Last month, we discussed the impact earthquakes can have on a business. Broken water and gas lines can cause flooding and fires following an earthquake; mudslides may also result. In the aftermath of an earthquake, businesses must deal with several aspects of disaster recovery:
Documents must be dried out, buildings restored and workers’ safety verified. However, as Ben Franklin would advise, an ounce of earthquake preparedness is worth a pound of post-quake cure. This month, we’re focusing on helping you prevent physical losses from earthquakes. Here are the three steps FEMA recommends businesses take to protect themselves against earthquakes:
1. Identify risk.
Figure out if your business is located in an earthquake hazard area by viewing a USGS Earthquake Hazard Map at usgs.gov. Also, check to see if your suppliers, vendors and customers are in an earthquake zone; this will help you better anticipate how a big quake could throw off your operations.
Next, review both structural and non-structural risks your building could face in an earthquake. For structural risks, compare your municipality’s seismic standards with your building’s current structural weaknesses. Non-structural risks are those that aren’t directly related to your building’s structure but could still cause significant damage. For instance, a shaky propane tank could be knocked over during an earthquake, setting off a fire or even an explosion. Water heaters, piping and HVAC elements are a few of the non-structural elements FEMA points out. As you review your location for risks, also determine how each risk could impact your business.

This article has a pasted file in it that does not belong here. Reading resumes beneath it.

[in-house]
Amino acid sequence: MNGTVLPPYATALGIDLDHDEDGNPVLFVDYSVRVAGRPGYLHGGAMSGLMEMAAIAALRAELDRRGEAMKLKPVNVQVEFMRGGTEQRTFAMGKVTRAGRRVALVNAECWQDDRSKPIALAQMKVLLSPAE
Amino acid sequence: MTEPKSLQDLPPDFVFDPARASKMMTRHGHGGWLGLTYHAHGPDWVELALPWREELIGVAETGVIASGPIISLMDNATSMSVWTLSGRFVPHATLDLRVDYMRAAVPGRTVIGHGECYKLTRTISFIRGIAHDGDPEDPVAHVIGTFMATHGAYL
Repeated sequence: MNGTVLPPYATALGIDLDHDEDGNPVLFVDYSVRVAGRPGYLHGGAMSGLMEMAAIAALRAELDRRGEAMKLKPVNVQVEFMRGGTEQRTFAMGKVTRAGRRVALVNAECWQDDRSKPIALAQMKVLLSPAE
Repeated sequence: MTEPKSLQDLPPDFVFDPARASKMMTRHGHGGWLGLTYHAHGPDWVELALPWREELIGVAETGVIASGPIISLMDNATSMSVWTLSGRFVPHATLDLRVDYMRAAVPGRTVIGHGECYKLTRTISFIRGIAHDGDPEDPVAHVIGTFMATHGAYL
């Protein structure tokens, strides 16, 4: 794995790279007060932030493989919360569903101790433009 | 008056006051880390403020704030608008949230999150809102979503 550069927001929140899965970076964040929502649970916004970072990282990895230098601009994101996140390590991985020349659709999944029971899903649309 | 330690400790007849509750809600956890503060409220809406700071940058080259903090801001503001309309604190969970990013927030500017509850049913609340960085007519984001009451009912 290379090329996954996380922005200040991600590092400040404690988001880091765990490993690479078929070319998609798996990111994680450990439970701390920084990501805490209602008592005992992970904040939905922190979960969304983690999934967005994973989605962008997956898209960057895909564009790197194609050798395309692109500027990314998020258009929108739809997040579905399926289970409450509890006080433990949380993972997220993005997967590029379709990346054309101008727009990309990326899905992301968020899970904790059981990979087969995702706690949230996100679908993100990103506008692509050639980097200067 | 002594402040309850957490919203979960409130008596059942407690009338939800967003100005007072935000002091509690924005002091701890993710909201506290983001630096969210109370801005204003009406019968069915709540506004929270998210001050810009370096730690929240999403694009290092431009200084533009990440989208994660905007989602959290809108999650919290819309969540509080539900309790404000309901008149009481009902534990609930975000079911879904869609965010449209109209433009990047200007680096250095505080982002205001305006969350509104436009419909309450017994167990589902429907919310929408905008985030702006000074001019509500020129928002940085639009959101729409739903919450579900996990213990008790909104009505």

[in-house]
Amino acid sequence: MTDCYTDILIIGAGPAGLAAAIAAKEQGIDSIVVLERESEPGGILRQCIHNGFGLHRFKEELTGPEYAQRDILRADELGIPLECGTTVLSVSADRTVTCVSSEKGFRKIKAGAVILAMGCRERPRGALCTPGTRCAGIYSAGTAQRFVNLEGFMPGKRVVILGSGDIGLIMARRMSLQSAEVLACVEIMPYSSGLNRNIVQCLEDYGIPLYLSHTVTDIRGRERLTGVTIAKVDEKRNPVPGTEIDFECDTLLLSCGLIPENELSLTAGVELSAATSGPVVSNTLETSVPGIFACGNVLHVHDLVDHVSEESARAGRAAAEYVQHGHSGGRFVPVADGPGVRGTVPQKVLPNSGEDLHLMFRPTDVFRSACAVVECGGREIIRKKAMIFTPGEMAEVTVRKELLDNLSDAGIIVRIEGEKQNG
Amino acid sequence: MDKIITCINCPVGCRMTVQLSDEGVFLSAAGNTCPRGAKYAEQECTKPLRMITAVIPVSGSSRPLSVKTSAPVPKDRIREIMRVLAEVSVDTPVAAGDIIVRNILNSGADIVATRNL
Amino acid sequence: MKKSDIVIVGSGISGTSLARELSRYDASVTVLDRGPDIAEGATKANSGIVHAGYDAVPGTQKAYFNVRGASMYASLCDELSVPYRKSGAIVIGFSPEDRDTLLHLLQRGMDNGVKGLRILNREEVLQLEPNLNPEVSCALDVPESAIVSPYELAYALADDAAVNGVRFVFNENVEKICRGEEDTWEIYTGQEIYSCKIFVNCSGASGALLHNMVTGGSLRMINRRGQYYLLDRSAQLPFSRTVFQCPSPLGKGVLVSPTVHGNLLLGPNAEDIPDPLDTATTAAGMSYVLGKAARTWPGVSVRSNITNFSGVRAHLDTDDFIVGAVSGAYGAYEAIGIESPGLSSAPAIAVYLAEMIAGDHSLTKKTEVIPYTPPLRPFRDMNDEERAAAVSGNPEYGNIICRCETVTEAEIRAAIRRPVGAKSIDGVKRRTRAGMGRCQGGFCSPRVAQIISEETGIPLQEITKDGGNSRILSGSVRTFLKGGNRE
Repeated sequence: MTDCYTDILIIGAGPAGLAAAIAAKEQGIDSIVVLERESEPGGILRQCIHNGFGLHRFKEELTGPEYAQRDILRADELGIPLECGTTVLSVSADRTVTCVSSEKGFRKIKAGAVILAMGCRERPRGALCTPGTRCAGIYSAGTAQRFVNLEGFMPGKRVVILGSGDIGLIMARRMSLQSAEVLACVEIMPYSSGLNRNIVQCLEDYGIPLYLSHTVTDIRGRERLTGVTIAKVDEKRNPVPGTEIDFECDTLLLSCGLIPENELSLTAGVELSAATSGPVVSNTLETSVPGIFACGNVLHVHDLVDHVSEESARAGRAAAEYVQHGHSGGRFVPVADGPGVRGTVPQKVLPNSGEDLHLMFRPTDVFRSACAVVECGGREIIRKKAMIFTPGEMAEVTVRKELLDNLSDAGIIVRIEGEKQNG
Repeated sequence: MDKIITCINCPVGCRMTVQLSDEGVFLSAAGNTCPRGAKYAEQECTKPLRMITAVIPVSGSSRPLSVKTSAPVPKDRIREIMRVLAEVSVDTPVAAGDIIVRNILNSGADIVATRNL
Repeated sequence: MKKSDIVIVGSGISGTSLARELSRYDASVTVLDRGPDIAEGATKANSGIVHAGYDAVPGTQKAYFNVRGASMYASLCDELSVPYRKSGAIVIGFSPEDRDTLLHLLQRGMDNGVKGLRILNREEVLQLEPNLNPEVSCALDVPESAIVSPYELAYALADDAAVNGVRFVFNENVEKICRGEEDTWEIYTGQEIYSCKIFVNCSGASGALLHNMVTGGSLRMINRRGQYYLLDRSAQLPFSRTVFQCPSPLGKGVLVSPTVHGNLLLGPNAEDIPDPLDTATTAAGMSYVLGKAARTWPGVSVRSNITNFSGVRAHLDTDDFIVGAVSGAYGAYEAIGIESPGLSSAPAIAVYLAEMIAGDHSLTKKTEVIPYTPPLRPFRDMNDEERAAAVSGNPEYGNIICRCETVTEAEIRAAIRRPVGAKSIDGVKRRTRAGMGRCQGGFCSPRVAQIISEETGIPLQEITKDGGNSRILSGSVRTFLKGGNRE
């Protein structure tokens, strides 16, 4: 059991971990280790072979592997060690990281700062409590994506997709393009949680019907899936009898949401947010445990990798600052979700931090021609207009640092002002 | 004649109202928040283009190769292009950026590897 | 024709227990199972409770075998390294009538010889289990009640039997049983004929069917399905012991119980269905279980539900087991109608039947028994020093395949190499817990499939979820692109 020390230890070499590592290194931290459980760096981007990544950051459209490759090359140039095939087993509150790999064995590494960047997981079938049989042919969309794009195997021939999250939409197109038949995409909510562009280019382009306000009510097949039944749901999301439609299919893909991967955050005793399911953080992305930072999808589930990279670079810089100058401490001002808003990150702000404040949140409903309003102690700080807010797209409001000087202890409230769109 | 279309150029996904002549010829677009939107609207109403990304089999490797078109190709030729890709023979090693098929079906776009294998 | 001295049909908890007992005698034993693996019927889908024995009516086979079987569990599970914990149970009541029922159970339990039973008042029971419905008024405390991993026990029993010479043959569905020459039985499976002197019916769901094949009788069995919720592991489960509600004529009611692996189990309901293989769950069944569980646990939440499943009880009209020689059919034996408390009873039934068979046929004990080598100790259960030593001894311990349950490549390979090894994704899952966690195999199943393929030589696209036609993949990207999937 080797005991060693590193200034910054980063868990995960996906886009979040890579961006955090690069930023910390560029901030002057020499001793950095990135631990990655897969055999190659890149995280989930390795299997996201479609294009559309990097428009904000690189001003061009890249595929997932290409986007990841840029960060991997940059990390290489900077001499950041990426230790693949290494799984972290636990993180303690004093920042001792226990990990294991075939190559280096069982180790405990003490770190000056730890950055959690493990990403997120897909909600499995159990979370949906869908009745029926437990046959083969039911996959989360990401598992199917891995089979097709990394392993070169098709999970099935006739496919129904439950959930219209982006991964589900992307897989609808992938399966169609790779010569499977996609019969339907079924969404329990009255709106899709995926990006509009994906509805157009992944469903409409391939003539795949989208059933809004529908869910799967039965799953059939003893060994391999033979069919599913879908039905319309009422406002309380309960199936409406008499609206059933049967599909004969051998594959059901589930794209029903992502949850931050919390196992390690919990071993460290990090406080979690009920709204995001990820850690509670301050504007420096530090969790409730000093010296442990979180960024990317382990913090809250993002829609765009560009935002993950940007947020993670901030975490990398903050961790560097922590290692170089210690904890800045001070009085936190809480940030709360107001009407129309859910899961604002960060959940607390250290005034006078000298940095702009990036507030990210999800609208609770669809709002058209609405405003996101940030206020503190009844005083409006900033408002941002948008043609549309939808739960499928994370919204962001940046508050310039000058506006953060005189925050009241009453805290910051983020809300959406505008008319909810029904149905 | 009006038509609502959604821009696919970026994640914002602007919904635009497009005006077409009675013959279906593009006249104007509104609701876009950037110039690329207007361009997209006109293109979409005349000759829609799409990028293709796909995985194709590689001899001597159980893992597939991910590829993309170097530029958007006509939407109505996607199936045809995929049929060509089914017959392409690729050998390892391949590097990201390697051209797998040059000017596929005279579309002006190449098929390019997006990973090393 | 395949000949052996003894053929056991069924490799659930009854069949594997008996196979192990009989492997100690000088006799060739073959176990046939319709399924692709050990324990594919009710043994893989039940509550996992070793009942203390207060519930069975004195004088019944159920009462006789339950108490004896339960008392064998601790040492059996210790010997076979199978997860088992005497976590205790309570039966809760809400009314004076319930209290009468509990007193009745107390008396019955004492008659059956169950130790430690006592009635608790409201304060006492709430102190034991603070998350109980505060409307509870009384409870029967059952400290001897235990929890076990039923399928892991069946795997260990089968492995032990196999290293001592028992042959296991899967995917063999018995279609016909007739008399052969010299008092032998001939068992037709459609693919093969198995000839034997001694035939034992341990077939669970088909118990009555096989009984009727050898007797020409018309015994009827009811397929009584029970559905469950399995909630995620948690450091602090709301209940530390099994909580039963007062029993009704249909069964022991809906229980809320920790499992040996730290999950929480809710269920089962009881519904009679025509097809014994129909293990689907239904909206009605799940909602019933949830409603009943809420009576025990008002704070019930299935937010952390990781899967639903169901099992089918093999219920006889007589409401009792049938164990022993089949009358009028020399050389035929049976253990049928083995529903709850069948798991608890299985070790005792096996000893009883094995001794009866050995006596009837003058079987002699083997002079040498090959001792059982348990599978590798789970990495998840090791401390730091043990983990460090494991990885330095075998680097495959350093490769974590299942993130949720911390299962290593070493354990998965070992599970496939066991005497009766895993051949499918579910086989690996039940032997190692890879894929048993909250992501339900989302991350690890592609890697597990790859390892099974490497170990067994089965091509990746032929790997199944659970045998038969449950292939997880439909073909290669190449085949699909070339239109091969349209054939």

2. Make a plan.
A few basic steps you’ll want to take include setting a project lead and writing a summary of seismic risks, priorities and objectives. Whether you prefer to carry out mitigation efforts in-house or hire a professional, FEMA has created spreadsheets you can use to track your company’s progress.
3. Take action.
Before actually carrying out the actions you compile in step two, make sure everyone involved is on board for seismic upgrades. The building owner or landlord, investment planners, facility engineers and emergency managers must all approve of your plan. It’s also smart to keep employees abreast of your plans; market the fact that your firm is dedicated to their safety. Indeed, FEMA has dozens of resources on educating employees and launching earthquake preparedness campaigns. As you work down your list of prioritized seismic retrofitting goals, be sure to celebrate your success!
Taking these steps will help prevent destruction of your physical facilities and assets. However, this doesn’t guarantee that your business will continue running smoothly after a quake. For that, you must come up with process workarounds. Find backup systems for your most crucial work processes.
For instance, if you must constantly be referring to hard copies of files, we recommend switching to a paperless system by scanning documents into digital form. This is an important part of disaster recovery. Documents you use every day must be accessible in the face of a disaster, or else you may find you must close shop even if your physical location is still operational. Rather than figuring out how to dry wet documents after the fact, it is wise to scan documents today and have access to them via the cloud tomorrow. Here at Rapid Refile, we are experts in both document recovery and document preparation. Call us to learn more about our document scanning services.
[ Photo by: Garycycles4, via CC License ]